6 January 2010
Writing about health issues also means thinking about how people learn — we all want our health professionals to be highly trained and educated. We are also generally mindful that talent should prevail over privilege. Such appears to be an issue for President Nicholas Sarkozy of France and the elitist Grandes Ecoles that enable the French elite to reproduce their status and privilege.
It is with some disgust that one learns that these institutions of knowledge are fearful that their standards would decline if they admitted people from poorer social backgrounds, and this in the land of equality and fraternity — perhaps these institutions need a history lesson.
It is a tired and dated rhetoric that income and social background should be determinants of future success. That such institutions in a country with such a commitment to intellectual debate should be fearful tells us more about them, than about France, itself.
As institutions funded from public sources, perhaps even more generously than the underfunded French universities, this should bestow upon them an even greater public duty to find the best and brightest in the land.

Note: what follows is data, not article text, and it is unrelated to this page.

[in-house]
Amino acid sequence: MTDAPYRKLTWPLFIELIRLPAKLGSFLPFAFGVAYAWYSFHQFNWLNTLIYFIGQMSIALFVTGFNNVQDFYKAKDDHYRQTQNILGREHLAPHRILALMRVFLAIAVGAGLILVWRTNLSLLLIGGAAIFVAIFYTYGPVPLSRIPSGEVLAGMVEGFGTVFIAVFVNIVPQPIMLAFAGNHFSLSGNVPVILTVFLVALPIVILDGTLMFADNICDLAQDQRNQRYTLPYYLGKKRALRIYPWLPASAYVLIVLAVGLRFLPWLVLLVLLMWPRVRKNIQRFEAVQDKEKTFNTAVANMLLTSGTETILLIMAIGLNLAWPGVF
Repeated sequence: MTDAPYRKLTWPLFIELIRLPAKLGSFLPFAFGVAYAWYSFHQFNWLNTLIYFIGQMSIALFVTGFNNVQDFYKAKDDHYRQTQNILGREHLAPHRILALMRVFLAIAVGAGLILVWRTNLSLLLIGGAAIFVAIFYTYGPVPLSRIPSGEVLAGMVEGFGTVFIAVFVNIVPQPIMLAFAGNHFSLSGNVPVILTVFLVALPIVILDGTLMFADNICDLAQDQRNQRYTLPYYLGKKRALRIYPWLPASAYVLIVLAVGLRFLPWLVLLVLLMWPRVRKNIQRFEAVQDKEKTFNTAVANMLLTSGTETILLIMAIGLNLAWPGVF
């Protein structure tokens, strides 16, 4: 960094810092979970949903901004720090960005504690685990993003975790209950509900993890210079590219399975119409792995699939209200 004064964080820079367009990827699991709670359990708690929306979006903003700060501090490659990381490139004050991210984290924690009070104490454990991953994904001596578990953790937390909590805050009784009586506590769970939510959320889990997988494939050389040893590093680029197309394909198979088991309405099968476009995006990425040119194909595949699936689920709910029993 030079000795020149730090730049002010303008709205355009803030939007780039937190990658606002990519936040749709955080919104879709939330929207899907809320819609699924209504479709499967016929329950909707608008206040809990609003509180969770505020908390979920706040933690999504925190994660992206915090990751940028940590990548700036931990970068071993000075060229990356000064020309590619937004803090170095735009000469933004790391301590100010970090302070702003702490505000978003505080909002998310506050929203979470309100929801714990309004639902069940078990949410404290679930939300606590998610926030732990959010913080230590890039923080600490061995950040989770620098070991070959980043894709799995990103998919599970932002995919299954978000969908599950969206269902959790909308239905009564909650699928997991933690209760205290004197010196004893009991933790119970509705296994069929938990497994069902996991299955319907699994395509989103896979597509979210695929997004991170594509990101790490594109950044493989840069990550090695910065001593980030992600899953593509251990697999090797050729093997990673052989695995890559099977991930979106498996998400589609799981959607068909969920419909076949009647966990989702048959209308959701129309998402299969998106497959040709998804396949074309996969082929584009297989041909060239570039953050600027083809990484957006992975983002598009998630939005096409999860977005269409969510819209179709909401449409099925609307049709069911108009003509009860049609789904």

Le Monde is undoubtedly right when they say the Grandes Ecoles have had their day. Whether it is right to merge them with weakly performing universities may not be as wise, but redefining their admission practices to better help France meet the needs of the 21st Century would seem to be a priority.
This can be accomplished. The evidence from highly selective institutions of higher learning is to be blind to social factors and sharp-eyed for the bright and talented. Perhaps the continuing decline of much of value in France comes from its ossified system of higher education, which rewards the status quo, and discourages innovation — didn’t someone say the French don’t have a word for ‘entrepreneur’?
I weep not for those who covet privilege. In the end, it is worthless currency and those who seek it will become objects of ridicule. I can hear the bells now.